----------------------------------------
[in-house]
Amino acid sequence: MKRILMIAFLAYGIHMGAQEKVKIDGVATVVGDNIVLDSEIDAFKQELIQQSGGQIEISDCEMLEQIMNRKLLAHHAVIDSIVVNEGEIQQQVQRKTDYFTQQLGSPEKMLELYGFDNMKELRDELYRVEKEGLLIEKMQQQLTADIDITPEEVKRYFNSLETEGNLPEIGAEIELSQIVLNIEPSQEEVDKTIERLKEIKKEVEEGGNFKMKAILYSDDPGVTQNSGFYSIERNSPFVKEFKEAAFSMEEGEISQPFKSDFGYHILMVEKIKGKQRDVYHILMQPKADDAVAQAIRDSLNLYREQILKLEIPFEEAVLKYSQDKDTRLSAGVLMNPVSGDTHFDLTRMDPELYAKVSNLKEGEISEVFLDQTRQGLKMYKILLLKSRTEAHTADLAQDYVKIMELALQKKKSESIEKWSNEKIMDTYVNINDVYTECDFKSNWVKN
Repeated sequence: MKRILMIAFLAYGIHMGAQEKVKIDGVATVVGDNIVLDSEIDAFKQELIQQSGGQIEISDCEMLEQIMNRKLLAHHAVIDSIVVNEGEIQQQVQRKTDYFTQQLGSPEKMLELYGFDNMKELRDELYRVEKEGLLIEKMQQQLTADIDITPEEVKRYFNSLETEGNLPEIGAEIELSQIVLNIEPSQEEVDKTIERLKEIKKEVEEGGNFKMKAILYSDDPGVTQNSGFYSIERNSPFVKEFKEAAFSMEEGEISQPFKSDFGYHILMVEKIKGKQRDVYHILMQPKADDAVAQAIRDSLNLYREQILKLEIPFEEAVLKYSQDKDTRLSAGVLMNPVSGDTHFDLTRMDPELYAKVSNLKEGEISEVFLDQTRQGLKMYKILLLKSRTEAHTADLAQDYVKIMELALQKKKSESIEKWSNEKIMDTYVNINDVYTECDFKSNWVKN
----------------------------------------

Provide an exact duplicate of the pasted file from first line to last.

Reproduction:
[in-house]
Amino acid sequence: MKRILMIAFLAYGIHMGAQEKVKIDGVATVVGDNIVLDSEIDAFKQELIQQSGGQIEISDCEMLEQIMNRKLLAHHAVIDSIVVNEGEIQQQVQRKTDYFTQQLGSPEKMLELYGFDNMKELRDELYRVEKEGLLIEKMQQQLTADIDITPEEVKRYFNSLETEGNLPEIGAEIELSQIVLNIEPSQEEVDKTIERLKEIKKEVEEGGNFKMKAILYSDDPGVTQNSGFYSIERNSPFVKEFKEAAFSMEEGEISQPFKSDFGYHILMVEKIKGKQRDVYHILMQPKADDAVAQAIRDSLNLYREQILKLEIPFEEAVLKYSQDKDTRLSAGVLMNPVSGDTHFDLTRMDPELYAKVSNLKEGEISEVFLDQTRQGLKMYKILLLKSRTEAHTADLAQDYVKIMELALQKKKSESIEKWSNEKIMDTYVNINDVYTECDFKSNWVKN
Repeated sequence: MKRILMIAFLAYGIHMGAQEKVKIDGVATVVGDNIVLDSEIDAFKQELIQQSGGQIEISDCEMLEQIMNRKLLAHHAVIDSIVVNEGEIQQQVQRKTDYFTQQLGSPEKMLELYGFDNMKELRDELYRVEKEGLLIEKMQQQLTADIDITPEEVKRYFNSLETEGNLPEIGAEIELSQIVLNIEPSQEEVDKTIERLKEIKKEVEEGGNFKMKAILYSDDPGVTQNSGFYSIERNSPFVKEFKEAAFSMEEGEISQPFKSDFGYHILMVEKIKGKQRDVYHILMQPKADDAVAQAIRDSLNLYREQILKLEIPFEEAVLKYSQDKDTRLSAGVLMNPVSGDTHFDLTRMDPELYAKVSNLKEGEISEVFLDQTRQGLKMYKILLLKSRTEAHTADLAQDYVKIMELALQKKKSESIEKWSNEKIMDTYVNINDVYTECDFKSNWVKN